Afghan security scrutinized after suicide bomber kills 24
KABUL, Afghanistan (AP) -- A Taliban suicide bomber killed 24 people in a horrific early morning assault in a neighborhood where prominent politicians reside, causing residents and analysts to question the government's ability to protect Afghanistan's capital.
Another 42 people were injured in the attack that took place during morning rush hour as government employees and students made their way to work and school. Plumes of black smoke were seen billowing skyward outside the entrance to a private high school. Students in nearby dormitories were injured by flying glass.
Several cars were destroyed and small shops that lined the busy street were decimated and many of the occupants within killed.
The suicide bomber had rammed his explosive laden car into a minibus carrying employees of the mines and petroleum ministry, said Kabul police chief spokesman Basir Mujahed.
In a statement to the media the Taliban took responsibility for the bombing saying the target was the employees of the intelligence services. Zabihullah Mujahid, the Taliban spokesman, said insurgents had spent the last two months in Kabul shadowing intelligence services employees before striking early Monday.
Analysts said widespread corruption, rife within the government and the security forces, makes keeping Kabul safe a difficult job.
"You can bring any amount of explosives into the city if you have money. Corruption is the big problem," Kabul-based security analyst Waheed Muzhda told The Associated Press in a telephone interview. "Any group, even a small group, can bring weapons, ammunition to anywhere in the city."
Last year Afghanistan was ranked as one of the world's most corrupt countries according to Transparency International.
The western Kabul neighborhood where the attack occurred is home to many prominent political leaders, such as Hazara leader Mohammad Mohaqiq. It has also been the site of several previous attacks, including the suicide attack last month that killed prominent Shiite Muslim cleric Ramazan Hussainzada, who was also a senior leader of the ethnic Hazara community.
Amir Helam, whose friend died in the explosion, told Afghanistan's Tolo TV that "every day people are dying." Addressing the government Helam said: "If you cannot bring peace then please leave and bring other people." And to the insurgents, he said: "If you are the Taliban opposition please come and talk with the government. It is enough, stop killing the people."
Kabul has been battered by explosions claimed by the Taliban and by the Islamic State group's affiliate in Afghanistan. On May 31, the Afghan capital saw its worst suicide attack since the Taliban's collapse in 2001 - an attack that killed 150 people and wounded scores.
In a statement the Interior Ministry called Monday's attack "a criminal act against humanity."
Interior Ministry spokesman Najib Danish said police were working around the clock to keep the capital secure, however he said intelligence to thwart attacks also required the public's cooperation. Residents have to help the security forces, he said.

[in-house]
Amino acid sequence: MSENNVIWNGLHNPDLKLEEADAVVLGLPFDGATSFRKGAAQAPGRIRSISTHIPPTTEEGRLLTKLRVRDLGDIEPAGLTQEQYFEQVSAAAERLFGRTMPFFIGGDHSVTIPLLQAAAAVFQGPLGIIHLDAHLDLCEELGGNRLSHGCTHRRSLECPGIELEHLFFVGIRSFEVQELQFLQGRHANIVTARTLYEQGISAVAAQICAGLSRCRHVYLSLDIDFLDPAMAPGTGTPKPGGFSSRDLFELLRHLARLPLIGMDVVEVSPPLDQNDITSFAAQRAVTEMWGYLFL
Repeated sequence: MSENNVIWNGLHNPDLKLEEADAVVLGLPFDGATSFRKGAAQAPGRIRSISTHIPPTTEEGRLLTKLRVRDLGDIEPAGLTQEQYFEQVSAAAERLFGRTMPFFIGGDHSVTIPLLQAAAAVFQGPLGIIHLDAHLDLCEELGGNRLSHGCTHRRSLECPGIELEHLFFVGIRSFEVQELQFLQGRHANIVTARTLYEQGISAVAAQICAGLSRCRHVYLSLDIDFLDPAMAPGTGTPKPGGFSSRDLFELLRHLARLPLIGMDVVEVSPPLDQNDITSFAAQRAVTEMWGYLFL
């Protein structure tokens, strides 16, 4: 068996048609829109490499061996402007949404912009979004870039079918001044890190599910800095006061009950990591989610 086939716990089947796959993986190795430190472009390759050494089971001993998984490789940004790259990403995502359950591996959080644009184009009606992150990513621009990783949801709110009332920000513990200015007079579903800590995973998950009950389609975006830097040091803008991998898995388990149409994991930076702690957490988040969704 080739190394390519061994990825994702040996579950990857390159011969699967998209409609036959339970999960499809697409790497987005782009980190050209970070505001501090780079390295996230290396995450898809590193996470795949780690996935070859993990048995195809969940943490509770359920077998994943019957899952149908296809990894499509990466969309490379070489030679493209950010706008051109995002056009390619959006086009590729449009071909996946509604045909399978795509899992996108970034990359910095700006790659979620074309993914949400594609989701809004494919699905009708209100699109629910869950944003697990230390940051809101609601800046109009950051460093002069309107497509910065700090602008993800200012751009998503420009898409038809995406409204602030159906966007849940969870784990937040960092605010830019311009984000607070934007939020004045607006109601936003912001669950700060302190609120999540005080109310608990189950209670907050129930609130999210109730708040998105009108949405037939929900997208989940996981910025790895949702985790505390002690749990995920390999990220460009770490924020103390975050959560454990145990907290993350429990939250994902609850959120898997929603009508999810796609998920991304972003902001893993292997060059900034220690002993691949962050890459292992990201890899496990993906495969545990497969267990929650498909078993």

A second security analyst, who also served as governor of Kunar and Herat, Sayed Fazlullah Wahidi said a growing mistrust of the government by many Afghans has helped insurgents.
"The police are corrupt, the security people are corrupt and the people are against the government, all this together makes it easy for the Taliban," said Wahidi.
The Taliban said the attack was carried out by an insurgent identified only as Ahmad and the target of the bombing was the intelligence services and their employees. Taliban spokesman Mujahid claimed the bus was filled with employees of the intelligence services saying 37 people were killed, but the Taliban often exaggerate their battlefield gains and death tolls.
Afghan President Ashraf Ghani condemned the bombing.
"Once again, these terrorist are attacking civilians and targeting government staff," Ghani said in a statement.
The U.N. Security Council condemned "the heinous and cowardly terrorist attack" in the strongest terms, underlined the need to bring the perpetrators and organizers to justice, and "reiterated that any acts of terrorism are criminal and unjustifiable, regardless of their motivation."
U.N. Secretary-General Antonio Guterres also strongly condemned "the horrifying bomb attack" in Kabul claimed by the Taliban saying "the deliberate targeting of civilians constitutes a grave violation of human rights and international humanitarian law and may constitute a war crime," according to U.N. deputy spokesman Farhan Haq.
Neighboring Pakistan issued a statement condemning the attack and saying that "terrorism is a common enemy."
Pakistan has been bitterly criticized by both the United States and the Afghan government for providing safe havens to Taliban insurgents, a charge it strongly denies. Both countries routinely accuse the other of harboring their enemy insurgents.
Noorullah, who uses just one name, was in his dormitory at a nearby university when the explosion occurred. He says he saw "so many injured people and cars burning." Noorullah sustained minor wounds from flying glass.
"The sound was very strong, the ground shook," said Mohammed Nader, who owns a convenience store in the neighborhood.
The Taliban have stepped up their attacks against both Afghan forces and civilians since U.S. and other NATO-led foreign combat troops pulled out of the country at the end of 2014, leaving only an advisory and training contingent of international forces. In addition, American troops in Afghanistan have a counterterrorism role.
The insurgents have also steadily expanded their reach across the country, staging offensives targeting entire towns and expanding their footprint.
The Afghan military and security forces, with 195,000 soldiers and more than 150,000 policemen, have struggled to contain the insurgency on their own.